Love or hate them, it’s difficult to imagine life without banks. Practically every transaction nowadays involves a bank in some way. Sometimes, it’s very convenient to do business that way. At other times, we don’t like to cough up the banking fees. But they’re a part of life, and South Africa is no exception in this regard.
In fact, South Africa has a particularly well-developed financial services sector. From security features to investment products, it’s possible to do virtually anything financially in South Africa. You can read more about investment on the Investment page. This page gives information on banking in South Africa.
The South African banking sector is dominated by five large banks. These are (not in any order of priority) ABSA, Nedbank, Standard Bank, First National Bank (commonly known as FNB) and Capitec. They all offer roughly the same products at roughly the same fee structures. In fact, lower fees are a selling point in marketing campaigns. Banks in South Africa charge a fee for virtually everything they do, so do not be surprised by this.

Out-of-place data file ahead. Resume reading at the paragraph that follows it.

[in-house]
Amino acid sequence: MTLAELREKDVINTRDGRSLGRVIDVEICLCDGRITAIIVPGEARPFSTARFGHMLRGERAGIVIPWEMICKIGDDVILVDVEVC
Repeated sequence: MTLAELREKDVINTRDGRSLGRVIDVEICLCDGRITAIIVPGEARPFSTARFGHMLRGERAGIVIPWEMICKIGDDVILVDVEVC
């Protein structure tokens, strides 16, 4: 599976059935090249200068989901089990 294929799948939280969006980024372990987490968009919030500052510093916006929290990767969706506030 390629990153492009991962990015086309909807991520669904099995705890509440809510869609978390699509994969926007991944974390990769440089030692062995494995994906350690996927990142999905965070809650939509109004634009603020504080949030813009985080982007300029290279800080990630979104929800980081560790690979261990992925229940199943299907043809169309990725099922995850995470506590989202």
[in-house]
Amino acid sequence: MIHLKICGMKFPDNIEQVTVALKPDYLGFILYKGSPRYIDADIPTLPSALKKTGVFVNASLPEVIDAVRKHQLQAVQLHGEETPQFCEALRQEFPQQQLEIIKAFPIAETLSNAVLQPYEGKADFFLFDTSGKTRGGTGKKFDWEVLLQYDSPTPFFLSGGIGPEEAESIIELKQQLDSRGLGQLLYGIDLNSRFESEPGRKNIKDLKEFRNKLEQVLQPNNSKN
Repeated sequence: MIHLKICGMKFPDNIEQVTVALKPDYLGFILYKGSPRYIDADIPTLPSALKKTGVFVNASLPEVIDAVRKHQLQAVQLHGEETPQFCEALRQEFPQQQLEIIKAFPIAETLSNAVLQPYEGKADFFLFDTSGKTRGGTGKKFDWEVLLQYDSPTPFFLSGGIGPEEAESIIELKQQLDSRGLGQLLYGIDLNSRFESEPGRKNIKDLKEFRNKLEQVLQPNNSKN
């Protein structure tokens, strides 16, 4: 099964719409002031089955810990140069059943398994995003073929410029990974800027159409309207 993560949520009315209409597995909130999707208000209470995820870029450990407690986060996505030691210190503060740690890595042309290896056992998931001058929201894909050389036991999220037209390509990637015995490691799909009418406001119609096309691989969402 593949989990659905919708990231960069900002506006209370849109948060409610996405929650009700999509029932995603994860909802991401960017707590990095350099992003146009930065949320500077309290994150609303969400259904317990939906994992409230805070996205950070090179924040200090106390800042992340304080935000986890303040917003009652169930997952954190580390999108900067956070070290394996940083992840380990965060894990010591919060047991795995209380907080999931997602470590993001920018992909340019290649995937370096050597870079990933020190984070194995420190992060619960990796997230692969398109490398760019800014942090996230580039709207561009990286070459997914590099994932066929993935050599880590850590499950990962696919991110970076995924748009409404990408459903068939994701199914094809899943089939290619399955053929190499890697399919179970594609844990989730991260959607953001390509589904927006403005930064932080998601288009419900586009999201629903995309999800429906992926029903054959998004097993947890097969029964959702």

Opening a bank account in South Africa requires that you complete the “KYC” (Know Your Customer) procedure, as prescribed by South African law. Basically, this entails presenting a valid passport or South African ID book and proof of your residential address to the bank. Take note that for the purposes of KYC you cannot use photocopies – you must present the original documents. When opening an account for a company, you are required to present the founding registration documents of the company, together with proof of the company’s operating address.
For foreigners, there are restrictions on the type of account that you can open. People who only have a tourist visa can only open a basic cash account (receipt of funds and withdrawals only), while permanent residents in South Africa will have no such trouble.
In general, it is advisable to shop around before you commit to a particular bank, although you may find, as mentioned above, that there is really very little to choose from, and although the financial sector is well-developed and a proper system, service is poor in general.